Hospice Utilization Among Elderly Patients With Brain Metastases
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CitationMehanna, Elie. 2020. Hospice Utilization Among Elderly Patients With Brain Metastases. Doctoral dissertation, Harvard Medical School.
AbstractPurpose: Brain metastases are associated with significant morbidity and mortality. Integration of hospice services at the end of life offers patients symptom relief and improves quality of life, particularly for elderly patients who are less able to tolerate brain-directed therapy. Population-level investigations of hospice utilization among elderly patients with brain metastases are limited. The purpose of the current study is to use the Surveillance, Epidemiology and End Results (SEER)-Medicare database to identify the incidence, timing and predictors of hospice utilization among elderly patients with brain metastases.
Methods: Using the SEER-Medicare database for primary cancer sites that commonly metastasize to the brain (lung cancer, melanoma, breast cancer, renal cancer, colorectal cancer, esophageal cancer, ovarian cancer and testicular cancer), we identified 50,148 patients (age ≥ 66 years) diagnosed with brain metastases between 2005-2016. The primary outcome was hospice enrollment (yes versus no). As a subset analysis, we determined the percentage of cases for whom hospice was initiated < 7 days prior to death. We used multivariable logistic regression to identify sociodemographic, clinical and hospital-related predictors of incidence and timing of hospice enrollment.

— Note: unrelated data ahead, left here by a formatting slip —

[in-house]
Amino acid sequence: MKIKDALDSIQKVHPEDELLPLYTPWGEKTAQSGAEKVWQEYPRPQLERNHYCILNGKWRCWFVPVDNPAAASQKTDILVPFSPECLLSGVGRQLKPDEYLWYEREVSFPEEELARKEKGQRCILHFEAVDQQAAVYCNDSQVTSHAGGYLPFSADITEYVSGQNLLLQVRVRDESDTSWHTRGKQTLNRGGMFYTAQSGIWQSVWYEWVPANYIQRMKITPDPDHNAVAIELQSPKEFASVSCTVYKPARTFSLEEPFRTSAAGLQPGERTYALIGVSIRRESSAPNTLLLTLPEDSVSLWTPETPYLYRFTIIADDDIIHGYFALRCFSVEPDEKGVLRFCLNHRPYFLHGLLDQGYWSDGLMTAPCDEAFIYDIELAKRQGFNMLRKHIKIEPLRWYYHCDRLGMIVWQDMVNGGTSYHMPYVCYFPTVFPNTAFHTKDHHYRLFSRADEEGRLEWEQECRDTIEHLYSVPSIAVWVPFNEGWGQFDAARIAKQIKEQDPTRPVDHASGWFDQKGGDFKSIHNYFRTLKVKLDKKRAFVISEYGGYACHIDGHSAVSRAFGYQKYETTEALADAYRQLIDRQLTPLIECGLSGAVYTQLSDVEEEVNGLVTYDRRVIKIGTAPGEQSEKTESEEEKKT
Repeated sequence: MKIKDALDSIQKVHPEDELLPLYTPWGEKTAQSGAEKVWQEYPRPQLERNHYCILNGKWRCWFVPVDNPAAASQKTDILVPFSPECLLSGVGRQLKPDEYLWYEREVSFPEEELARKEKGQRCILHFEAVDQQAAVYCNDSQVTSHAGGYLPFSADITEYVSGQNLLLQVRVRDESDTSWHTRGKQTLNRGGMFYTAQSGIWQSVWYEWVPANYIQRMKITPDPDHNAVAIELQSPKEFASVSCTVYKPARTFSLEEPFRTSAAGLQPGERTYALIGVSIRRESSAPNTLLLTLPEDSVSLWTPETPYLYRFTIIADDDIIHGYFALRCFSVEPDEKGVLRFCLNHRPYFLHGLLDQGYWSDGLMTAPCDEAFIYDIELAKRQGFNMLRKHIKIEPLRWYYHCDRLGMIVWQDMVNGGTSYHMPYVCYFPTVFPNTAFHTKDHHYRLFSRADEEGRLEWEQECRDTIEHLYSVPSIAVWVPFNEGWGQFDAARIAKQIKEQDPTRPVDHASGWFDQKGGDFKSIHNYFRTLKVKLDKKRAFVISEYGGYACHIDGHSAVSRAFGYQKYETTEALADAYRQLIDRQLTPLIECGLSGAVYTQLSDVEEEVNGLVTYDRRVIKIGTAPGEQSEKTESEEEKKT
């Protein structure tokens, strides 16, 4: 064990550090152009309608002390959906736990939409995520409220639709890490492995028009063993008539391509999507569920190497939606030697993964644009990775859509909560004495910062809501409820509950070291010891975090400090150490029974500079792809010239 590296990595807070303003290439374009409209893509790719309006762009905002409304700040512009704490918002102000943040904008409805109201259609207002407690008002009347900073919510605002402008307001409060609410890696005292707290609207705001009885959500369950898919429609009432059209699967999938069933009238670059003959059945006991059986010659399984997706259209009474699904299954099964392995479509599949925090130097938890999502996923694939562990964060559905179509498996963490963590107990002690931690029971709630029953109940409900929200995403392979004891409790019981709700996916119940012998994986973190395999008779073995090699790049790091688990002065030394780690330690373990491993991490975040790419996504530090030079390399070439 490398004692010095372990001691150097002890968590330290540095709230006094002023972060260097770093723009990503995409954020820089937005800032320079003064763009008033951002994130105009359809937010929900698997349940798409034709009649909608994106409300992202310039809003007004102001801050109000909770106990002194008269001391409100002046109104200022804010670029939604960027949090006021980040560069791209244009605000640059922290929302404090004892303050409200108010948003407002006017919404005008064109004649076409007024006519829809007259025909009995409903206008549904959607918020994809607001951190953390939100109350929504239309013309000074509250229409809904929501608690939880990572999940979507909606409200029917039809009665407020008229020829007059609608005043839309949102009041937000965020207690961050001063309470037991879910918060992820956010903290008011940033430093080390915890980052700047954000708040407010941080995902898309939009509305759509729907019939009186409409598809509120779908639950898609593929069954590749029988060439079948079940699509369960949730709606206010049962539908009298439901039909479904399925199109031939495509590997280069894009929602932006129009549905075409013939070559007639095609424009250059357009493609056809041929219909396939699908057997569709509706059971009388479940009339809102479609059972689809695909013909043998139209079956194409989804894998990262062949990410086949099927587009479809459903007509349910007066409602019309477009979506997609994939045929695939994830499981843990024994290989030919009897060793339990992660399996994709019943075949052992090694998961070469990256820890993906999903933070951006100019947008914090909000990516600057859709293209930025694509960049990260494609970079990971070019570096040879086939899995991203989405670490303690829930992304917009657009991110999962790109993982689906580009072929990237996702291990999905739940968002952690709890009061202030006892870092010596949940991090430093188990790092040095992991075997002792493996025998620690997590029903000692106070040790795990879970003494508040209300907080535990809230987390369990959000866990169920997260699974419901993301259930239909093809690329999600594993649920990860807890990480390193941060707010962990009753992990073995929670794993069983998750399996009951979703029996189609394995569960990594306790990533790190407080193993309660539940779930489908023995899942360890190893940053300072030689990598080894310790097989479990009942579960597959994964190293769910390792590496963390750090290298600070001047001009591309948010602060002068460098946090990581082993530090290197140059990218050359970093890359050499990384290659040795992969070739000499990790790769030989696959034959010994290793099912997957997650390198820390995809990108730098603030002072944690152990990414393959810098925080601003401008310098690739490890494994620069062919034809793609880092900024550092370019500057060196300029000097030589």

Results: The incidence of hospice enrollment was 71.4% (95%CI 71.0-71.9, p <0.001), a rate which increased over the study period (p <0.001). The odds of enrollment for black (OR 0.76, 95%CI 0.71-0.82, p <0.001), Hispanic (OR 0.80, 95%CI 0.72-0.87, p <0.001) and Asian patients (OR 0.52, 95%CI 0.48-0.57, p <0.001) were substantially lower than white patients; males were less likely to be enrolled in hospice than females (OR 0.78, 95%CI 0.74-0.81, p <0.001). Among patients enrolled in hospice, 32.6% (95%CI 32.1-33.1, p <0.001) were enrolled <7 days prior to death, a rate which was stable over the study period.
Conclusions: Hospice is utilized for a majority of elderly patients with brain metastases although a significant percentage of patients die without hospice services. Many patients enroll in hospice late, and significant sociodemographic disparities exist in hospice utilization. Further investigations to facilitate targeted interventions addressing such disparities are warranted.
Citable link to this pagehttps://nrs.harvard.edu/URN-3:HUL.INSTREPOS:37364995